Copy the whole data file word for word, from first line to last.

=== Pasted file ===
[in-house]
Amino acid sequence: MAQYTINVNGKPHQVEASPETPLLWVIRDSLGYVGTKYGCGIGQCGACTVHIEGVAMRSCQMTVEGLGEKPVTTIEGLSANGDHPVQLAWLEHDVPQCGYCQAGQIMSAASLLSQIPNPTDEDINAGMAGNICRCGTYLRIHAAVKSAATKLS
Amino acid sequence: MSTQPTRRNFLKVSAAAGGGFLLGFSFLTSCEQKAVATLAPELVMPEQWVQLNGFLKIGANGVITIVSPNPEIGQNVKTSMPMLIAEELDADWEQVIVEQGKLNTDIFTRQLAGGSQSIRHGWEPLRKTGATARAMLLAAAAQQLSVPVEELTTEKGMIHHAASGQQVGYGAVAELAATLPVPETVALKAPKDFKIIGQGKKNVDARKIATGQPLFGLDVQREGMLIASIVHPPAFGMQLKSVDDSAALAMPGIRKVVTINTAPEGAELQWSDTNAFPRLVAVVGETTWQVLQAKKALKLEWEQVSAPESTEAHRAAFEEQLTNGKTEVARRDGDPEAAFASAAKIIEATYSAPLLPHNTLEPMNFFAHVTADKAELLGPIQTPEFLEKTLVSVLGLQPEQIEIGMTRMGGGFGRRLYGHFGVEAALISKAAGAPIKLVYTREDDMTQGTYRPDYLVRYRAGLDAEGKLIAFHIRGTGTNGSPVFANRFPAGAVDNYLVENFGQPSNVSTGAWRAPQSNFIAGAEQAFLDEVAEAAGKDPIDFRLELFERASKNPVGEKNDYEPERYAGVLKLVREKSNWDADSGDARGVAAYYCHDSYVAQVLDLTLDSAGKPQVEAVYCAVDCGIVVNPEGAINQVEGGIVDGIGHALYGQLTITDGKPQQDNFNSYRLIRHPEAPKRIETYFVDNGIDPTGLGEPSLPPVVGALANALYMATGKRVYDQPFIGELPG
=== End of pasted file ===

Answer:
[in-house]
Amino acid sequence: MAQYTINVNGKPHQVEASPETPLLWVIRDSLGYVGTKYGCGIGQCGACTVHIEGVAMRSCQMTVEGLGEKPVTTIEGLSANGDHPVQLAWLEHDVPQCGYCQAGQIMSAASLLSQIPNPTDEDINAGMAGNICRCGTYLRIHAAVKSAATKLS
Amino acid sequence: MSTQPTRRNFLKVSAAAGGGFLLGFSFLTSCEQKAVATLAPELVMPEQWVQLNGFLKIGANGVITIVSPNPEIGQNVKTSMPMLIAEELDADWEQVIVEQGKLNTDIFTRQLAGGSQSIRHGWEPLRKTGATARAMLLAAAAQQLSVPVEELTTEKGMIHHAASGQQVGYGAVAELAATLPVPETVALKAPKDFKIIGQGKKNVDARKIATGQPLFGLDVQREGMLIASIVHPPAFGMQLKSVDDSAALAMPGIRKVVTINTAPEGAELQWSDTNAFPRLVAVVGETTWQVLQAKKALKLEWEQVSAPESTEAHRAAFEEQLTNGKTEVARRDGDPEAAFASAAKIIEATYSAPLLPHNTLEPMNFFAHVTADKAELLGPIQTPEFLEKTLVSVLGLQPEQIEIGMTRMGGGFGRRLYGHFGVEAALISKAAGAPIKLVYTREDDMTQGTYRPDYLVRYRAGLDAEGKLIAFHIRGTGTNGSPVFANRFPAGAVDNYLVENFGQPSNVSTGAWRAPQSNFIAGAEQAFLDEVAEAAGKDPIDFRLELFERASKNPVGEKNDYEPERYAGVLKLVREKSNWDADSGDARGVAAYYCHDSYVAQVLDLTLDSAGKPQVEAVYCAVDCGIVVNPEGAINQVEGGIVDGIGHALYGQLTITDGKPQQDNFNSYRLIRHPEAPKRIETYFVDNGIDPTGLGEPSLPPVVGALANALYMATGKRVYDQPFIGELPG